Dahl lampshades the fact that it is pure idiocy to encode a "Killer Robots. STAY AWAY" warning message in such a way that it looks like a distress signal instead.
Post Modernism: The main characters figure out they're characters in a television series, and things only get more meta from there.
Rage Against the Author: The characters consider this before deciding that they'd be better off politely asking the creators to knock it off.
Real World Episode: Dahl and the others travel to the real world in order to get Chronicles of the Intrepid cancelled. Later subverted when Dahl realizes the people in the "real world" are just as fictional as he and the rest.
Abernathy (during a commercial break): And see if we can't find some power spike dampeners or something. There's not a damn reason why everything on the bridge has to go up in sparks anytime we have a battle.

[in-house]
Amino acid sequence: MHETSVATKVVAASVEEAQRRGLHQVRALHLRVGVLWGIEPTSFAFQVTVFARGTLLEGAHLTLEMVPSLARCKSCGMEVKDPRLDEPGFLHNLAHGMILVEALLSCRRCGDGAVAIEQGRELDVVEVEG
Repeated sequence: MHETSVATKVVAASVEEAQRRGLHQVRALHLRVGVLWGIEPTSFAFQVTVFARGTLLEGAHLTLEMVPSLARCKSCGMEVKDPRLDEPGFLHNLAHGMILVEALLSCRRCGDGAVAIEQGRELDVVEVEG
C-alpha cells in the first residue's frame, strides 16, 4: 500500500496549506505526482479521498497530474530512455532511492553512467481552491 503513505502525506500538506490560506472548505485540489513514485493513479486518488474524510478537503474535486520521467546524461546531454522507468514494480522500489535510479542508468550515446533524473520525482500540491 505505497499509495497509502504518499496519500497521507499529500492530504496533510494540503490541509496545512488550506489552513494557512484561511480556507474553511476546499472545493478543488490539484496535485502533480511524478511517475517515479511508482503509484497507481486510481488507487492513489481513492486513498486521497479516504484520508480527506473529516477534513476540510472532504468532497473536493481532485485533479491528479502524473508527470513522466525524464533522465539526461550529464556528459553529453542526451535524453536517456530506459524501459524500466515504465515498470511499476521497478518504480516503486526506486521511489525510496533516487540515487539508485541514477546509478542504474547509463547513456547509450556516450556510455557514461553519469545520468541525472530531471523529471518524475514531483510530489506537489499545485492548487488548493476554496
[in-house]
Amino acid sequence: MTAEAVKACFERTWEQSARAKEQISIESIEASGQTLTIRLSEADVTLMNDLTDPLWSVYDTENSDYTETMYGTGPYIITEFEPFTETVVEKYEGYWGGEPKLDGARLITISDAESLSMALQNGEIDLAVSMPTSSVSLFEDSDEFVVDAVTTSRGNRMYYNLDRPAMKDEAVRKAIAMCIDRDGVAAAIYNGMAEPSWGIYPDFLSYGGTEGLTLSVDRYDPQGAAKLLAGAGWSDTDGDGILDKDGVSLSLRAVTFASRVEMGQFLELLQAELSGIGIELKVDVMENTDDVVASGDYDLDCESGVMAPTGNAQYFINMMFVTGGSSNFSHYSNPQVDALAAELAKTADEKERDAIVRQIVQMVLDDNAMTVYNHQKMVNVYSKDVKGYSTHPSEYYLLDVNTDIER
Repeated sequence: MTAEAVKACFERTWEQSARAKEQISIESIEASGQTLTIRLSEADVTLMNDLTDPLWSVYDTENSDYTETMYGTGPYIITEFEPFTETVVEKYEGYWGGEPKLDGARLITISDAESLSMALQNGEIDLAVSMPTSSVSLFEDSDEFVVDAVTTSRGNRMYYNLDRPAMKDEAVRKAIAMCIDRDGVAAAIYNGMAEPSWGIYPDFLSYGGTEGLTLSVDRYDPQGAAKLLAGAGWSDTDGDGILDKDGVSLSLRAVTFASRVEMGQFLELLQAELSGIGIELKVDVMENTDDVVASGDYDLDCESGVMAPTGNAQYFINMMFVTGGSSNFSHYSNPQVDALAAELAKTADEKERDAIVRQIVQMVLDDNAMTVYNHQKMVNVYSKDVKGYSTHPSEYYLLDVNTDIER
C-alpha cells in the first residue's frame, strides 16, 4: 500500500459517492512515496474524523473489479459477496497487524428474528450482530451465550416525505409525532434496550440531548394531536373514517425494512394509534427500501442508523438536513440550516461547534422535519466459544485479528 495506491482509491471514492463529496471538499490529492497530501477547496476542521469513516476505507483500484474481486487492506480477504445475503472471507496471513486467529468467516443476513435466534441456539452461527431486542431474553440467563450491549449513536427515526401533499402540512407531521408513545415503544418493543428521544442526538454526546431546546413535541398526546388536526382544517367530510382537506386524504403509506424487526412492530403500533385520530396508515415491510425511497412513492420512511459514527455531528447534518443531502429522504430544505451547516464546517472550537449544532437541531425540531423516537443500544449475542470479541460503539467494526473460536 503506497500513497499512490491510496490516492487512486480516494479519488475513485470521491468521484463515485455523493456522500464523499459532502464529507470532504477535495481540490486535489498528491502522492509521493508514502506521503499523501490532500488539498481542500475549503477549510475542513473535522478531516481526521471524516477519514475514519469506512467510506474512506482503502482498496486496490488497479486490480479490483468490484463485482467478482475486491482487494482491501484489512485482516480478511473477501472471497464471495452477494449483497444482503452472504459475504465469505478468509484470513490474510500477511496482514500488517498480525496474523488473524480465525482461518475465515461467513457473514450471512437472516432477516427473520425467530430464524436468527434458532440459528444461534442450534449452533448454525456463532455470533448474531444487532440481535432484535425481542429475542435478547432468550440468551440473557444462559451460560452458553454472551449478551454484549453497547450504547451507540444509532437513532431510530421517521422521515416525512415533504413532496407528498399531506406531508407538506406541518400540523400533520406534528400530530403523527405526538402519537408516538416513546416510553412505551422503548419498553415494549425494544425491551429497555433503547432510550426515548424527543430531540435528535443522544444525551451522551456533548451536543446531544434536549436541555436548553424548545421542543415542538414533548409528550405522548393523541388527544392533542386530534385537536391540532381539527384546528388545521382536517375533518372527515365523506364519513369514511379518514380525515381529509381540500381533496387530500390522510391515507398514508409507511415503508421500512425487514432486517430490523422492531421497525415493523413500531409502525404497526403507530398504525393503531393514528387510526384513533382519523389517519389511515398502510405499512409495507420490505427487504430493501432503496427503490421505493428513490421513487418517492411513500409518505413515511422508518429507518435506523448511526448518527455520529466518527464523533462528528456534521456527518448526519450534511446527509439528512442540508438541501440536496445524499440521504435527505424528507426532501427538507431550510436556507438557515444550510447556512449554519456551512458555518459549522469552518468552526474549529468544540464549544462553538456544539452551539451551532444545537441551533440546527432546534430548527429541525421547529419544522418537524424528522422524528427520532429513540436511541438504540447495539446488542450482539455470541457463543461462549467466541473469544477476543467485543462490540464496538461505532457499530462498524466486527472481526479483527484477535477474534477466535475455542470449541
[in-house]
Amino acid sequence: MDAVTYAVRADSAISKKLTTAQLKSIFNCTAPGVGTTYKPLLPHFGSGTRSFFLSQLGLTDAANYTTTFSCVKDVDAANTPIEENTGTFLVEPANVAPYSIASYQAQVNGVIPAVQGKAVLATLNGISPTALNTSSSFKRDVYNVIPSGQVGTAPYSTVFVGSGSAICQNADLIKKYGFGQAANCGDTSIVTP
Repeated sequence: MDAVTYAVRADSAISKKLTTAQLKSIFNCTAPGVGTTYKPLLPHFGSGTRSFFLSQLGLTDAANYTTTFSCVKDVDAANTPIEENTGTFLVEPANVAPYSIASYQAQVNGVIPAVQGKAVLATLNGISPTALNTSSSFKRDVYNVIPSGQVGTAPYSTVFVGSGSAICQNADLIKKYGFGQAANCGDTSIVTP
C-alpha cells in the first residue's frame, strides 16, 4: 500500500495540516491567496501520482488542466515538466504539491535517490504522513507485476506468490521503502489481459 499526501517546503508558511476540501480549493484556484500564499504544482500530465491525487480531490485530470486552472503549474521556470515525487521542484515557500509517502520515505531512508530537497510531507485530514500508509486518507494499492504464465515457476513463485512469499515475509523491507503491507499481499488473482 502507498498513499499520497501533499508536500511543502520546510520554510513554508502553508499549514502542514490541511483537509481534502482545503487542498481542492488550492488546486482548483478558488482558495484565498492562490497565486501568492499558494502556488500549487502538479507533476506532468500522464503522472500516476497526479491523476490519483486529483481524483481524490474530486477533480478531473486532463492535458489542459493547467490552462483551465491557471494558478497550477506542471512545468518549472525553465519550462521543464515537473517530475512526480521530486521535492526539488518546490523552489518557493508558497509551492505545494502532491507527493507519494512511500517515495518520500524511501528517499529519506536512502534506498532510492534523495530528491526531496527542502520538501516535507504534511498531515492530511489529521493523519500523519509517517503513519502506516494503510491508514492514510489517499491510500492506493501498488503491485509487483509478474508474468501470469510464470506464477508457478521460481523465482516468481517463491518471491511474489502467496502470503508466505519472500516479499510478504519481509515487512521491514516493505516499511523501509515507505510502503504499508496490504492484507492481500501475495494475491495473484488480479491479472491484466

Dahl made a small choking sound at this.
In fact, this is part of what clues the titular characters that their situation is abnormal; checking their archives, they determine that Abernathy has a solid service record and is not particularly incompetent or reckless except when the Idiot Plot calls for him to be.
Retirony: Poor Grover, his tour of duty was over in a couple of days, and he was going home to get married. He didn’t stand a chance.
Rule of Drama: More fundamental to the rules of the Intrepid's universe than physics.